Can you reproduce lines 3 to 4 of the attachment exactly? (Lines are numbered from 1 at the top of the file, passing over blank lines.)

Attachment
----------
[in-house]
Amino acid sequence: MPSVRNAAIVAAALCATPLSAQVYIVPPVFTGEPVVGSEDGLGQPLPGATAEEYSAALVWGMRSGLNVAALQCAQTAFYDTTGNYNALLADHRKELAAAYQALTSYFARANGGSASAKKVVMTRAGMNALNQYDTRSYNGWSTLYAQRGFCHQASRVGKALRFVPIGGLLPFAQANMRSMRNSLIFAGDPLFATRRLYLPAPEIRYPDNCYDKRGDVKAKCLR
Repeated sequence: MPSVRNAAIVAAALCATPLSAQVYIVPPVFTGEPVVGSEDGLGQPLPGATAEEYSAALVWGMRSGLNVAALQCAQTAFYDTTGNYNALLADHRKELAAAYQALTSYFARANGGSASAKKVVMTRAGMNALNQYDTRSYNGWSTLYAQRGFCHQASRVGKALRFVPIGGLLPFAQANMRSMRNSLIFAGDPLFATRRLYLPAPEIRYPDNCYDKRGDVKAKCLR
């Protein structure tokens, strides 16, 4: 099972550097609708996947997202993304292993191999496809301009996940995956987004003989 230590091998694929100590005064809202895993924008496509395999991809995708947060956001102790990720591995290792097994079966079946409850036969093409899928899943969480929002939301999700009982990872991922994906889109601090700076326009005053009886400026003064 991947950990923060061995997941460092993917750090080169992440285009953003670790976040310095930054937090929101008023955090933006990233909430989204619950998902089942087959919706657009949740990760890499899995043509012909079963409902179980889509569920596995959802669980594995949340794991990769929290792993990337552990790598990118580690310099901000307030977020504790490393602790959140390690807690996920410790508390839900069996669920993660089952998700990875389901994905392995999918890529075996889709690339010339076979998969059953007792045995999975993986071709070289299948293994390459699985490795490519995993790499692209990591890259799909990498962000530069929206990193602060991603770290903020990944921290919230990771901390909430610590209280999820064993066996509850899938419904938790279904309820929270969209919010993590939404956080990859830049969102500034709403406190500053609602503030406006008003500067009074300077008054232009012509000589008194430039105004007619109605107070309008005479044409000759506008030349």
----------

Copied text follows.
Repeated sequence: MPSVRNAAIVAAALCATPLSAQVYIVPPVFTGEPVVGSEDGLGQPLPGATAEEYSAALVWGMRSGLNVAALQCAQTAFYDTTGNYNALLADHRKELAAAYQALTSYFARANGGSASAKKVVMTRAGMNALNQYDTRSYNGWSTLYAQRGFCHQASRVGKALRFVPIGGLLPFAQANMRSMRNSLIFAGDPLFATRRLYLPAPEIRYPDNCYDKRGDVKAKCLR
């Protein structure tokens, strides 16, 4: 099972550097609708996947997202993304292993191999496809301009996940995956987004003989 230590091998694929100590005064809202895993924008496509395999991809995708947060956001102790990720591995290792097994079966079946409850036969093409899928899943969480929002939301999700009982990872991922994906889109601090700076326009005053009886400026003064 991947950990923060061995997941460092993917750090080169992440285009953003670790976040310095930054937090929101008023955090933006990233909430989204619950998902089942087959919706657009949740990760890499899995043509012909079963409902179980889509569920596995959802669980594995949340794991990769929290792993990337552990790598990118580690310099901000307030977020504790490393602790959140390690807690996920410790508390839900069996669920993660089952998700990875389901994905392995999918890529075996889709690339010339076979998969059953007792045995999975993986071709070289299948293994390459699985490795490519995993790499692209990591890259799909990498962000530069929206990193602060991603770290903020990944921290919230990771901390909430610590209280999820064993066996509850899938419904938790279904309820929270969209919010993590939404956080990859830049969102500034709403406190500053609602503030406006008003500067009074300077008054232009012509000589008194430039105004007619109605107070309008005479044409000759506008030349």